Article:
I wanted to share a passage from a book I recently read. The Namesake, by Jhumpa Lahiri. A very good read, excellent Indian literature.
"For being a foreigner, Ashima is beginning to realize, is a sort of lifelong pregnancy - a perpetual wait, a constant burden, a continuous feeling out of sorts. It is an ongoing responsibility, a parenthesis in what had once been ordinary life, only to discover that that previous life has vanished, replaced by something more complicated and demanding. Like pregnancy, being a foreigner...... is something that elicits the same curiosity from strangers, the same combination of pity and respect."
I suppose this passage is not exactly what I feel, as I know I will be going back to Sydney at the end of the year. But at the same time, identify with it so much. Despite all the joy and magic in my life in Mexico, in my quieter, darker moments I clutch a similar view as this one.
I sometimes just long to walk down a street, dressed up beautifully and feeling like a woman, wihout having that joy dragged away from me by eyes and yelps and whistles. I have come to feel as though I own the streets a bit more in mexico these days, but it is still not the same as staring down a Sydney street and knowing it was yours, to fling yourself to the wind without caution.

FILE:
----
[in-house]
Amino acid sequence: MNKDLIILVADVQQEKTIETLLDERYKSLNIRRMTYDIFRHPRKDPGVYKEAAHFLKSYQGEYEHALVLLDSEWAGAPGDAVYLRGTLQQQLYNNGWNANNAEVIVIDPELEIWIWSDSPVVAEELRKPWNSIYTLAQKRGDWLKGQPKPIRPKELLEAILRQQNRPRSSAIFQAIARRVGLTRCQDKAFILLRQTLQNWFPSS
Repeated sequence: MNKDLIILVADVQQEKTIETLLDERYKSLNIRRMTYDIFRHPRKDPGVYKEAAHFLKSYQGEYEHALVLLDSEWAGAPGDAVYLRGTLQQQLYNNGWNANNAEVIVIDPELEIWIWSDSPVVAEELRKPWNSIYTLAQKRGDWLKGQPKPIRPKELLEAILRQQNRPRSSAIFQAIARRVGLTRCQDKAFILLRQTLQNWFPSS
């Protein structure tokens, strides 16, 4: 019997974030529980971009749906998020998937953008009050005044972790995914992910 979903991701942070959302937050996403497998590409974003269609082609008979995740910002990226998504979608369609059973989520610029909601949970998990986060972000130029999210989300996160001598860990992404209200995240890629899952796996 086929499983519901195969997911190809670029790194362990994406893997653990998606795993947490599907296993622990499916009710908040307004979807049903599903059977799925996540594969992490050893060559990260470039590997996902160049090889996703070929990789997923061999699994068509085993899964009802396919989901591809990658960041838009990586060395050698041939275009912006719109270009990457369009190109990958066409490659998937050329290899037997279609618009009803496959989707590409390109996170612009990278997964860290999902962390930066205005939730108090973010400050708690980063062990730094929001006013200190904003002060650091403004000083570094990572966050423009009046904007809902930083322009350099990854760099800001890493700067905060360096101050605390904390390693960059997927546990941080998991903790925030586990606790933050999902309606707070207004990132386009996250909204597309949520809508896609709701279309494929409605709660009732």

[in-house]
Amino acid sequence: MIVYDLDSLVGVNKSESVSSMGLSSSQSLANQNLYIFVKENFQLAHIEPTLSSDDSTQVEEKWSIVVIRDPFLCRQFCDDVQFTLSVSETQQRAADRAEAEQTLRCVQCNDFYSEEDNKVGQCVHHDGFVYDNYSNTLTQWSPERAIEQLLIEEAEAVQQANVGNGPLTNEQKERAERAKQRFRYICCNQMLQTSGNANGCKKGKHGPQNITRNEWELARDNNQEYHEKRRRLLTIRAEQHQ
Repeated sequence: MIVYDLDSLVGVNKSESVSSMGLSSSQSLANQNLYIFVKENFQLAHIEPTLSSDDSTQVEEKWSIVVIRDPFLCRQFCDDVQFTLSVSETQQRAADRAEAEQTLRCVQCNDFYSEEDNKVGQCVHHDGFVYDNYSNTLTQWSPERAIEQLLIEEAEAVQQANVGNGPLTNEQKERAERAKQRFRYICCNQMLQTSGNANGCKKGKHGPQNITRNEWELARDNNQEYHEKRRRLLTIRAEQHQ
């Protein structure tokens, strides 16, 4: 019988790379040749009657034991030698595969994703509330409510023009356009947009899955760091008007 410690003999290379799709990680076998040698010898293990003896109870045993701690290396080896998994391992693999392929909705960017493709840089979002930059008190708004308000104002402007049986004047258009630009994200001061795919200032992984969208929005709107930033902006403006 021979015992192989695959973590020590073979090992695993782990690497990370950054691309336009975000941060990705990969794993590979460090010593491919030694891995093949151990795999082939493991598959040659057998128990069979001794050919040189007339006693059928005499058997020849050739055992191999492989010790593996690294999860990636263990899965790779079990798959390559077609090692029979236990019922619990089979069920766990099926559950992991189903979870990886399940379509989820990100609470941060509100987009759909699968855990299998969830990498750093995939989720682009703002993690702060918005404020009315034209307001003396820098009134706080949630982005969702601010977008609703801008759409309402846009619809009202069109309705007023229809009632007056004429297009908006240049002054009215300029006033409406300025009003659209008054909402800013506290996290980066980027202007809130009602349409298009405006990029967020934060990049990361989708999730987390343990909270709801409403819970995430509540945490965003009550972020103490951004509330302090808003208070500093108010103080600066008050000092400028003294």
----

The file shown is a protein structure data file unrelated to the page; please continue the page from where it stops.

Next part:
But slowly, I am becoming and have already become to some extent, a chilanga (mexico city resident). My slang, my late night cravings for tacos del pastor, my ability to now be pushed and push back if needed on the metro (for better or worse).
And yet, a long day, a small comment, a weakened smile from a stranger. These things still have the capacity to make you melt and just feel like a small creature on a planet in outer space.
And then, on the good days: there is a buzz inside and every now and then you get a sudden flash: my god, I am doing what I wanted to. And I'm on my own in another country, and have been away for 18 months. I'm doing it, you realize.
The little girl I was who had wanted to cry at a Brownies camp when I was away for one night from home, now here I have found myself. Every now and then you get a charge of happy jitters when you think these thoughts and you realize the crazy things you are doing: Today as I walked out of the National Institute of Migration after having a meeting about the visas for an international human rights observation mission we are organizing..... on these afternoons the light catches in the trees and lifts you up and makes you remember: I'm doing it. Even if sometimes I feel like I'm the weakest little dot, I'm doing it.